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NullReferenceException with AnalogInput


So I’ve been playing around with the AnalogInput class and I’ve run into a bug I’m not sure how to deal with.

Here is the setup: I’ve got a 12mm photoresistor and a 15k resistor running off the extender’s 5v into pin 3. I’m reading the values coming into the AnalogInput and it works great, except…

…when I turn the lights out and basically the photoresistor drops to zero resistance. At that point I read 3.3v into the pin, which I expect, but then I get this ugly error:

#### Exception System.NullReferenceException - CLR_E_NULL_REFERENCE (4) ####
#### Message: 
#### Microsoft.SPOT.Application::OnEvent [IP: 0098] ####
#### Microsoft.SPOT.EventSink::ProcessEvent [IP: 0023] ####
#### Microsoft.SPOT.EventSink::EventDispatchCallback [IP: 0014] ####

A first chance exception of type ‘System.NullReferenceException’ occurred in Microsoft.SPOT.TinyCore.dll
An unhandled exception of type ‘System.NullReferenceException’ occurred in Microsoft.SPOT.TinyCore.dll

I dont’ get it in any particular place, other than it happens after I read a 1.0 or 3.3 (using ReadProportional or ReadVoltage). It doesn’t happen when I read the value, it happens after I read it.

I can’t even catch the error, nor is there any disassembly to read. In technical terms, it blows up.

So, yes, I could bump up to a larger resistor and possibly never reach 3.3V+, but considering the inputs are rated to handle 5V, I’m chalking this up to a bug.

Any ideas, thoughts? Am I missing something obvious?


Mr. Bildo


aren’t analog inputs only safe up to 3v3? You can’t put more in it and not expect weirdness including possible physical damage. (that’s certainly the case with the USBizi line so you should check your datasheet)


Interesting, somewhere I read they are “tolerant” up to 5V, but maybe that’s only the digital pins?

Yikes. If that’s truly the case, I never got much over 3.3V, because I tested everything before hooking up the FEZ Spider and I was only getting maybe 3.5V max on my meter. Still…


5v tolerant is definetely on the Digital ports, not the ADC.


I would assume that as the ports are 5V tolerant, even the ADC inputs would not be damaged with up to 5V.

I wouldn’t be surprised to see “undefined behaviour” when reading an ADC input which was over 3.3V.

Of course, these are assumptions and it would be nice if they could be confirmed or disproved.


ADC wouldn’t be damaged at 5V but the readings will be wrong.

Note, Gadgeteer specification allows fro 3.3V only due to some processor not being 5V tolerant like FEZ Hydra. NEVER use 5V with a gadgeteer mainboard. Why? In near future you will order FEZ Hydra and plug your current 5V circuitry init forgetting that it is not 5V tolerant, which is damage your new mainboard :frowning:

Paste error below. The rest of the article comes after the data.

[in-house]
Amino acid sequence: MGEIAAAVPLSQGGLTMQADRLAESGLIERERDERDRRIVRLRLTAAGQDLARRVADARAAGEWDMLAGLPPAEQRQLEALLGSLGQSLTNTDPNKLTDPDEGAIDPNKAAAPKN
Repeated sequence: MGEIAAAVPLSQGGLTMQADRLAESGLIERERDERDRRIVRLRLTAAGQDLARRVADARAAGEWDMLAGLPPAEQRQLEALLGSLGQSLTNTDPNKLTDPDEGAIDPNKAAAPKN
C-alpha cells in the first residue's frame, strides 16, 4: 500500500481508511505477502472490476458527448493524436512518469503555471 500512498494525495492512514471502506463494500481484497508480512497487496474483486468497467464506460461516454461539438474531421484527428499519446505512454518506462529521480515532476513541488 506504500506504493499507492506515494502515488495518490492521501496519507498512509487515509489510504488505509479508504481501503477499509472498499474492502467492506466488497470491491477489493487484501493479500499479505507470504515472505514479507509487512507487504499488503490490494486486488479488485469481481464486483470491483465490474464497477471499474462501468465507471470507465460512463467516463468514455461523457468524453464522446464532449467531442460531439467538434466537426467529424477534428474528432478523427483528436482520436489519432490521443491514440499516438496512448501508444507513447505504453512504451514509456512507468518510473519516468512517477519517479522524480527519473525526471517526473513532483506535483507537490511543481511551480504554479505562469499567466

@ Gus

Just to clarify, though…if we’re using the USB Client SP or DP modules, those take care of routing the 5v to the right place to supply circuits that require 5v, correct?

So the admonition about 5v is about making sure that we don’t have more than 3v3 after whatever our sensor/circuit/etc. is doing, is that right?


OK, so my assumptions about the 5V tolerance were completely wrong. :slight_smile: Thanks for the clarification.

It makes sense that the readings over 3.3V would be wonky. I’m just still suprised by the particular error that I got, which gave me no clue as to what was actually wrong. I guess I expected to see Hardware error or Voltage overflow or something like that.

In any case, the circuit is fixed. ~3V going into the photoresistor now so there is no chance of it exceeding the 3.3V max.

–Mr. Bildo


I wasn’t talking about power source. That is taken care of.

If you are using hte extender module or making your own module, you must not feed the mainboard with anything above 3.3V (actually 3.6V). This is in the gadgeteer specifications.


Thanks, Gus.

Just trying to make sure I was understanding you correctly. Appreciate the follow-up. :slight_smile:


As a followup to this issue, what is the suggestion on handling the 5V to 3.3V? In my current case I’m just using reistors, but now I’m thiking about digging out a diode out of my parts bin. Actually, maybe it’s best just to buy a few voltage regulators to have on hand?

Thanks again.


@ Mr. Bildo

If you’re using this with the extender module, why not pull power off the 3v3 pin rather than 5v?


@ devhammer – Mostly I was just playing around with variable resistors where I draw down the 5V and get a larger voltage “playingfield” on my board, if you will. Really it was more for experimentation and got me thinking. (which is where I got into trouble :wink: )


You might look like you get a “bigger playing field” but half that field is situated over a chasm that you really don’t want to go near :slight_smile:

My suggestion is know your voltage outputs of things you are hacking and the input tolerances of your devices. I would only ever use 3v3 for a device that I expected to return an analog voltage to my device, that way the maximum it could output is 3v3 (unles said device was a boost converter :))


@ Brett

This is so true, it had to be quoted. :smiley: